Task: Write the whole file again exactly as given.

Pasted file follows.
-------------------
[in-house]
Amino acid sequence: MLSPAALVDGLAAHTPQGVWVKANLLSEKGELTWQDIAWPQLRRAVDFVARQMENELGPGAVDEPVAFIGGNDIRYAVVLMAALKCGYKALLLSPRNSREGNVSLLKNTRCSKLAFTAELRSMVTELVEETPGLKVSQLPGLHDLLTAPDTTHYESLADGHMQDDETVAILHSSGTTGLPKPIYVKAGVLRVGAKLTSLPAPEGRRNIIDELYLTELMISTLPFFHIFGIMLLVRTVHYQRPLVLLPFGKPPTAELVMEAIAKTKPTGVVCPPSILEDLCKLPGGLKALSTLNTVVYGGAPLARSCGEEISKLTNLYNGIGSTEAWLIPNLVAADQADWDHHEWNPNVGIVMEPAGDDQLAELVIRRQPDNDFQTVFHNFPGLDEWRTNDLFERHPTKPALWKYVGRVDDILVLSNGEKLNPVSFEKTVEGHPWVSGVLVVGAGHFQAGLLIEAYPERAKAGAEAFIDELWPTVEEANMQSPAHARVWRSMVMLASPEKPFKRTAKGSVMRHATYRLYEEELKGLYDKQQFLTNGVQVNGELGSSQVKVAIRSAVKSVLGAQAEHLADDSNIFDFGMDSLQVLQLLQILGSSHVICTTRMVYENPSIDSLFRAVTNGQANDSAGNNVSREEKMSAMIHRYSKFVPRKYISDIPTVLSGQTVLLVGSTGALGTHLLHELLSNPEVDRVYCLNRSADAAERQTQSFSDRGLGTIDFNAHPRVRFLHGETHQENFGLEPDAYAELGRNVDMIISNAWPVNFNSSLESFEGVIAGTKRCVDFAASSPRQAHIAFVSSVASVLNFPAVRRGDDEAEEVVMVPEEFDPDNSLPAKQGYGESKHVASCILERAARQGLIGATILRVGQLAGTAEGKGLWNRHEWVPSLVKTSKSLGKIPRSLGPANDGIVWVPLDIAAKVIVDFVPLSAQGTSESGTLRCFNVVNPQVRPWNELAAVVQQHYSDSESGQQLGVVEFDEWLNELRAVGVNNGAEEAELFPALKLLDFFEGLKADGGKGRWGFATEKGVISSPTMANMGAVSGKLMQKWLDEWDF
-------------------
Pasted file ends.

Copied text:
[in-house]
Amino acid sequence: MLSPAALVDGLAAHTPQGVWVKANLLSEKGELTWQDIAWPQLRRAVDFVARQMENELGPGAVDEPVAFIGGNDIRYAVVLMAALKCGYKALLLSPRNSREGNVSLLKNTRCSKLAFTAELRSMVTELVEETPGLKVSQLPGLHDLLTAPDTTHYESLADGHMQDDETVAILHSSGTTGLPKPIYVKAGVLRVGAKLTSLPAPEGRRNIIDELYLTELMISTLPFFHIFGIMLLVRTVHYQRPLVLLPFGKPPTAELVMEAIAKTKPTGVVCPPSILEDLCKLPGGLKALSTLNTVVYGGAPLARSCGEEISKLTNLYNGIGSTEAWLIPNLVAADQADWDHHEWNPNVGIVMEPAGDDQLAELVIRRQPDNDFQTVFHNFPGLDEWRTNDLFERHPTKPALWKYVGRVDDILVLSNGEKLNPVSFEKTVEGHPWVSGVLVVGAGHFQAGLLIEAYPERAKAGAEAFIDELWPTVEEANMQSPAHARVWRSMVMLASPEKPFKRTAKGSVMRHATYRLYEEELKGLYDKQQFLTNGVQVNGELGSSQVKVAIRSAVKSVLGAQAEHLADDSNIFDFGMDSLQVLQLLQILGSSHVICTTRMVYENPSIDSLFRAVTNGQANDSAGNNVSREEKMSAMIHRYSKFVPRKYISDIPTVLSGQTVLLVGSTGALGTHLLHELLSNPEVDRVYCLNRSADAAERQTQSFSDRGLGTIDFNAHPRVRFLHGETHQENFGLEPDAYAELGRNVDMIISNAWPVNFNSSLESFEGVIAGTKRCVDFAASSPRQAHIAFVSSVASVLNFPAVRRGDDEAEEVVMVPEEFDPDNSLPAKQGYGESKHVASCILERAARQGLIGATILRVGQLAGTAEGKGLWNRHEWVPSLVKTSKSLGKIPRSLGPANDGIVWVPLDIAAKVIVDFVPLSAQGTSESGTLRCFNVVNPQVRPWNELAAVVQQHYSDSESGQQLGVVEFDEWLNELRAVGVNNGAEEAELFPALKLLDFFEGLKADGGKGRWGFATEKGVISSPTMANMGAVSGKLMQKWLDEWDF